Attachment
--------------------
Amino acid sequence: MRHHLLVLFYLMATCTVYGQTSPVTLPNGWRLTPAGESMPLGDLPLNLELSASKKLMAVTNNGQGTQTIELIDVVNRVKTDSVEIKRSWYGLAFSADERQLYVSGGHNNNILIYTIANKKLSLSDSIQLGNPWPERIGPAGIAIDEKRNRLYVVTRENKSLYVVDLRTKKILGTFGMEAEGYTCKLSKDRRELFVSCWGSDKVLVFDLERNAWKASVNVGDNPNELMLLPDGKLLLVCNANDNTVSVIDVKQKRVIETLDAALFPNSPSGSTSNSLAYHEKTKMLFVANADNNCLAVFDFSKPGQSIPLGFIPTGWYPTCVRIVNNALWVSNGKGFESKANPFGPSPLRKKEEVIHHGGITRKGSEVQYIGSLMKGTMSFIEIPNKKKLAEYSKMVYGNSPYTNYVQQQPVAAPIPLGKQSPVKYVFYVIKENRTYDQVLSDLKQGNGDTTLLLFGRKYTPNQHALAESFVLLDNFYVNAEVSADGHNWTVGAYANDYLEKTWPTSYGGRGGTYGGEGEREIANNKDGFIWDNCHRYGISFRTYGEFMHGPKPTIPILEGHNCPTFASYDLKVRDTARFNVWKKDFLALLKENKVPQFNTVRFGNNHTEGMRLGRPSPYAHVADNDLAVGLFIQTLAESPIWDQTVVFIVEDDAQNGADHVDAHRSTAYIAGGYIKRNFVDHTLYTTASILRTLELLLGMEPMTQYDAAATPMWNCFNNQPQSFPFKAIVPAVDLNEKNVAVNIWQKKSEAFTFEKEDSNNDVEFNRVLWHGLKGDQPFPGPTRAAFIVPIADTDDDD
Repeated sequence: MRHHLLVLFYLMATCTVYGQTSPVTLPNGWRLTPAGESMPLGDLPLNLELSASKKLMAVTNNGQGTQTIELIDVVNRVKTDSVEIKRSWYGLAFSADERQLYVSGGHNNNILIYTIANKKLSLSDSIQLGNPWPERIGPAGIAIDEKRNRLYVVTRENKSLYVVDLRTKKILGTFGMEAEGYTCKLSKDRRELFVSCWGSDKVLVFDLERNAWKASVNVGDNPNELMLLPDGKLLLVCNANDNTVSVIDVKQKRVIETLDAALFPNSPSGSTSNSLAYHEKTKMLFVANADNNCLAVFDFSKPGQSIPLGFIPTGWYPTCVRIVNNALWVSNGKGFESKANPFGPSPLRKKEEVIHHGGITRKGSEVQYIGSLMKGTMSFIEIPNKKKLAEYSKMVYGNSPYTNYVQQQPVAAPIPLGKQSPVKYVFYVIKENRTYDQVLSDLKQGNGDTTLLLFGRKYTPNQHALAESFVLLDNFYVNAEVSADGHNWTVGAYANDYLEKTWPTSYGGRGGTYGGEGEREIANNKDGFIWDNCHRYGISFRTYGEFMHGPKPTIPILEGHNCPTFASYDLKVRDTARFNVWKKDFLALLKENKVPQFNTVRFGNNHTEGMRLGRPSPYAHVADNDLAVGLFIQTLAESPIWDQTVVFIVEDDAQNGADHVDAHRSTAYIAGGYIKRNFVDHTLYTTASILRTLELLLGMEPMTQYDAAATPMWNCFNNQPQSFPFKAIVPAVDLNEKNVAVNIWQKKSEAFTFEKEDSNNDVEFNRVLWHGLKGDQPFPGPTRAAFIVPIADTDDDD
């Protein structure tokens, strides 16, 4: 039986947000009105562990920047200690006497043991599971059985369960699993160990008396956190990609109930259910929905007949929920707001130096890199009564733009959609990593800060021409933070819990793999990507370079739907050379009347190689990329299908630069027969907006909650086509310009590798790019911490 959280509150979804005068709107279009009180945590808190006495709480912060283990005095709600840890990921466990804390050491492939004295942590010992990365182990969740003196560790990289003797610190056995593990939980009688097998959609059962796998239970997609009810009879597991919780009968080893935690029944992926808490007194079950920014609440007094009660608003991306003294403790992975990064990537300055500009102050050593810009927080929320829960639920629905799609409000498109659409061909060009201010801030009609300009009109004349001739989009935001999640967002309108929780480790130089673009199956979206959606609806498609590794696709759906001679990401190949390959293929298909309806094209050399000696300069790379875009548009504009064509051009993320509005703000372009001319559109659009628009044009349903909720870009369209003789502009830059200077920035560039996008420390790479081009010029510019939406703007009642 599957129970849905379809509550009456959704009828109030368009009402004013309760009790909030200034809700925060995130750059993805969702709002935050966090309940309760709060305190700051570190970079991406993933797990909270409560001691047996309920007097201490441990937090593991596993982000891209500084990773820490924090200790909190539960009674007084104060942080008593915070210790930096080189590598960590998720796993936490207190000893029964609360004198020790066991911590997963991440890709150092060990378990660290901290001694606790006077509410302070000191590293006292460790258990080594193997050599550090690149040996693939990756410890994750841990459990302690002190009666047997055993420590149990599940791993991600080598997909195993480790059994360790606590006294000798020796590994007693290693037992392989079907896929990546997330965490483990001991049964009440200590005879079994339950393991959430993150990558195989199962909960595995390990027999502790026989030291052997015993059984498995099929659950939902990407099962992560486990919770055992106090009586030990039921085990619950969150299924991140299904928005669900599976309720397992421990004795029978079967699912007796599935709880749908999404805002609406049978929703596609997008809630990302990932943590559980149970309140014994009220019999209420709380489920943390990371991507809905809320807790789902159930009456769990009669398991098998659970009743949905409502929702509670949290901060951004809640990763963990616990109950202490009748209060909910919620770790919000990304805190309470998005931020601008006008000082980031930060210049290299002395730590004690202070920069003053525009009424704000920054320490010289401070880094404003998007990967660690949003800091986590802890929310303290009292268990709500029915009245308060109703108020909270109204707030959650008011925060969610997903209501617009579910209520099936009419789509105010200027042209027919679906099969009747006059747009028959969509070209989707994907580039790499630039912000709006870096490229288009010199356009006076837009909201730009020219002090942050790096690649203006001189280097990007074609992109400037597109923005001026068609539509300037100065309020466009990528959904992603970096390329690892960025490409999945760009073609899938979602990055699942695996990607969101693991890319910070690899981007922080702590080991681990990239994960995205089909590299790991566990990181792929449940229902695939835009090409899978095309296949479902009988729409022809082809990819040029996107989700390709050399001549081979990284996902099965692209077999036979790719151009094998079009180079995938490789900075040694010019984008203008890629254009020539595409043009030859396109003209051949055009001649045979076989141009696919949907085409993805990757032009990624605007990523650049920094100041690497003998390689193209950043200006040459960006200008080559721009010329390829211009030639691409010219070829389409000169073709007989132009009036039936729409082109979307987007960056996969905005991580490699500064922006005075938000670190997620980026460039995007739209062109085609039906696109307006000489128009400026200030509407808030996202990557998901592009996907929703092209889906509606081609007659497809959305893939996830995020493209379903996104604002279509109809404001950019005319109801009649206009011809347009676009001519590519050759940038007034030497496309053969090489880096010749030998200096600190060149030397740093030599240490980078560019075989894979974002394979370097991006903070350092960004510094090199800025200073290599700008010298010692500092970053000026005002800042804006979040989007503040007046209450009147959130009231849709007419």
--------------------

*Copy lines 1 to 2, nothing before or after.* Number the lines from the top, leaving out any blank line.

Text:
Amino acid sequence: MRHHLLVLFYLMATCTVYGQTSPVTLPNGWRLTPAGESMPLGDLPLNLELSASKKLMAVTNNGQGTQTIELIDVVNRVKTDSVEIKRSWYGLAFSADERQLYVSGGHNNNILIYTIANKKLSLSDSIQLGNPWPERIGPAGIAIDEKRNRLYVVTRENKSLYVVDLRTKKILGTFGMEAEGYTCKLSKDRRELFVSCWGSDKVLVFDLERNAWKASVNVGDNPNELMLLPDGKLLLVCNANDNTVSVIDVKQKRVIETLDAALFPNSPSGSTSNSLAYHEKTKMLFVANADNNCLAVFDFSKPGQSIPLGFIPTGWYPTCVRIVNNALWVSNGKGFESKANPFGPSPLRKKEEVIHHGGITRKGSEVQYIGSLMKGTMSFIEIPNKKKLAEYSKMVYGNSPYTNYVQQQPVAAPIPLGKQSPVKYVFYVIKENRTYDQVLSDLKQGNGDTTLLLFGRKYTPNQHALAESFVLLDNFYVNAEVSADGHNWTVGAYANDYLEKTWPTSYGGRGGTYGGEGEREIANNKDGFIWDNCHRYGISFRTYGEFMHGPKPTIPILEGHNCPTFASYDLKVRDTARFNVWKKDFLALLKENKVPQFNTVRFGNNHTEGMRLGRPSPYAHVADNDLAVGLFIQTLAESPIWDQTVVFIVEDDAQNGADHVDAHRSTAYIAGGYIKRNFVDHTLYTTASILRTLELLLGMEPMTQYDAAATPMWNCFNNQPQSFPFKAIVPAVDLNEKNVAVNIWQKKSEAFTFEKEDSNNDVEFNRVLWHGLKGDQPFPGPTRAAFIVPIADTDDDD
Repeated sequence: MRHHLLVLFYLMATCTVYGQTSPVTLPNGWRLTPAGESMPLGDLPLNLELSASKKLMAVTNNGQGTQTIELIDVVNRVKTDSVEIKRSWYGLAFSADERQLYVSGGHNNNILIYTIANKKLSLSDSIQLGNPWPERIGPAGIAIDEKRNRLYVVTRENKSLYVVDLRTKKILGTFGMEAEGYTCKLSKDRRELFVSCWGSDKVLVFDLERNAWKASVNVGDNPNELMLLPDGKLLLVCNANDNTVSVIDVKQKRVIETLDAALFPNSPSGSTSNSLAYHEKTKMLFVANADNNCLAVFDFSKPGQSIPLGFIPTGWYPTCVRIVNNALWVSNGKGFESKANPFGPSPLRKKEEVIHHGGITRKGSEVQYIGSLMKGTMSFIEIPNKKKLAEYSKMVYGNSPYTNYVQQQPVAAPIPLGKQSPVKYVFYVIKENRTYDQVLSDLKQGNGDTTLLLFGRKYTPNQHALAESFVLLDNFYVNAEVSADGHNWTVGAYANDYLEKTWPTSYGGRGGTYGGEGEREIANNKDGFIWDNCHRYGISFRTYGEFMHGPKPTIPILEGHNCPTFASYDLKVRDTARFNVWKKDFLALLKENKVPQFNTVRFGNNHTEGMRLGRPSPYAHVADNDLAVGLFIQTLAESPIWDQTVVFIVEDDAQNGADHVDAHRSTAYIAGGYIKRNFVDHTLYTTASILRTLELLLGMEPMTQYDAAATPMWNCFNNQPQSFPFKAIVPAVDLNEKNVAVNIWQKKSEAFTFEKEDSNNDVEFNRVLWHGLKGDQPFPGPTRAAFIVPIADTDDDD